Parents shouldn't try to be perfect
Mums and dads shouldn't strive to be the perfect parents they believe society expects them to be.
This is the suggestion of new research published in the journal Personality and Individual Differences, which found mothers are often less confident in their parenting skills when they worry about what other people think of their abilities with children.
In addition, it was demonstrated that fathers often feel more stress when concerned with how their performance as a dad is being viewed by others.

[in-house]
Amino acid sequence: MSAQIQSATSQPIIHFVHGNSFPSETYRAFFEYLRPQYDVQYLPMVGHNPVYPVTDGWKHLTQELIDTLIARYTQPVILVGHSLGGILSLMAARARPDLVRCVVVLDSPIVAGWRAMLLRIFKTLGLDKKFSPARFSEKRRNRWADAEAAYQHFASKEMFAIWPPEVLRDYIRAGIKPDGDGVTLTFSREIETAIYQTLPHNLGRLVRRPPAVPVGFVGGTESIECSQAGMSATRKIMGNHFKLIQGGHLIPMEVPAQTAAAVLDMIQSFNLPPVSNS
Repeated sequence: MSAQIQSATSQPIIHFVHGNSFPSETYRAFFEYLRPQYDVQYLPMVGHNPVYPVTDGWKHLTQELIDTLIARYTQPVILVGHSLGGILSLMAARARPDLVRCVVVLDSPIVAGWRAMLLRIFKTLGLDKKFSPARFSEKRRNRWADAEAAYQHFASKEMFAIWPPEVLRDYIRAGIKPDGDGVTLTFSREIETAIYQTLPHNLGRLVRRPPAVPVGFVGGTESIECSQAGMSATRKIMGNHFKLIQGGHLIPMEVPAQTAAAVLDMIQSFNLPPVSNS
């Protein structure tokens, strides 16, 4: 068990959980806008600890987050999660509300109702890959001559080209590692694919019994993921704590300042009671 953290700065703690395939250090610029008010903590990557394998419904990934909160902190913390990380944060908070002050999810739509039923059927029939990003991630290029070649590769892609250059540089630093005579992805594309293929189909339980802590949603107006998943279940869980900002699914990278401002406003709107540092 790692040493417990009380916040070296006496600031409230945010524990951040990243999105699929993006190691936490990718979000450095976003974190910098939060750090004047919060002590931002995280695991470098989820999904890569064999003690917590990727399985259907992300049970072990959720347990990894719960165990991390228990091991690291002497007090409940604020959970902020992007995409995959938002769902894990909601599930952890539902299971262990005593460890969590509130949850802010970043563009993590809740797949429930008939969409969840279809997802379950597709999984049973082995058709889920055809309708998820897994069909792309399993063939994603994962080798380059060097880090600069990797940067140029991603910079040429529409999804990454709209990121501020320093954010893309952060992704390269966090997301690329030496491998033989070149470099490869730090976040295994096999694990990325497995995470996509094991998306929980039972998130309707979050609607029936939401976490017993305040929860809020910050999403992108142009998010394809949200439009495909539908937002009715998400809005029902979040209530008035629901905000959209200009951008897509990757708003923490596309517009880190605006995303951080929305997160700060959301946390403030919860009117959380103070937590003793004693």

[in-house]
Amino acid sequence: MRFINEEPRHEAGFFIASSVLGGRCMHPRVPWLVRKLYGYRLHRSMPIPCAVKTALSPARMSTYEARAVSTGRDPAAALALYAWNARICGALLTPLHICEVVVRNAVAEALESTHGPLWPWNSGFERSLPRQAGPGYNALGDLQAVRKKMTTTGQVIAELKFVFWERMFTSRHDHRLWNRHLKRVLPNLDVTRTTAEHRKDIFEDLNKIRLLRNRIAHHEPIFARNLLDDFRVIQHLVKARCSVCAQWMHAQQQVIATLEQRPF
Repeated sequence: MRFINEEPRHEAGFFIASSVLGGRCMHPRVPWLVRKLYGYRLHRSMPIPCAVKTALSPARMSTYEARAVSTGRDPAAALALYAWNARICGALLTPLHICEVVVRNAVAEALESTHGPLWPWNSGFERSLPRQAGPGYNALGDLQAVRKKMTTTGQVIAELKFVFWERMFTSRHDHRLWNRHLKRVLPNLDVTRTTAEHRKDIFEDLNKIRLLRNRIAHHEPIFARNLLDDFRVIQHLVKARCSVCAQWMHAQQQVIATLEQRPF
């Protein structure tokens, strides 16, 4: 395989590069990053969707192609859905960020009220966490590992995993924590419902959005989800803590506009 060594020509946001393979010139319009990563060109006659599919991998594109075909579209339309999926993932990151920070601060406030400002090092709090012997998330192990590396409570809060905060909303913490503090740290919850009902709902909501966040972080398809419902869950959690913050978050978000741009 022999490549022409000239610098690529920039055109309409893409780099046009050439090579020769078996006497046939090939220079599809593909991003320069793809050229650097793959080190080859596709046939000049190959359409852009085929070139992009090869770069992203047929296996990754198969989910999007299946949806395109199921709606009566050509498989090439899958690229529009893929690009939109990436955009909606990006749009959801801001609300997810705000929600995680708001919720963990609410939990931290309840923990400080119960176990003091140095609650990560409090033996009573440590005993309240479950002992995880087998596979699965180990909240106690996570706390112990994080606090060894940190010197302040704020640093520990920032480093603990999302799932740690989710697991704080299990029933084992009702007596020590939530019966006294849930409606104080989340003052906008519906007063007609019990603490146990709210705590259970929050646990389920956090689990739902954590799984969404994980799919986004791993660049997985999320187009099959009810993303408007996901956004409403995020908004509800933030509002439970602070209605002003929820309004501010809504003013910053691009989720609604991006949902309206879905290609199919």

Meghan Lee, a graduate student in human development and family science at Ohio State University, said it can be a "mixed bag" when mums and dads strive to be what society wants them to be.
Ms Lee observed: "If you think you have to be perfect because of outside pressure, it really hurts adjustment."
Although it can be beneficial to set some goals, striving for something difficult may not be universally good, she went on to point out.
Dr Jenny Leonard, Chartered Psychologist, said that parents should feel reassured that there is no definitive "perfect parent" and that it is better to try and be "good enough", as this will help their child adjust to the real world and its inevitable difficulties.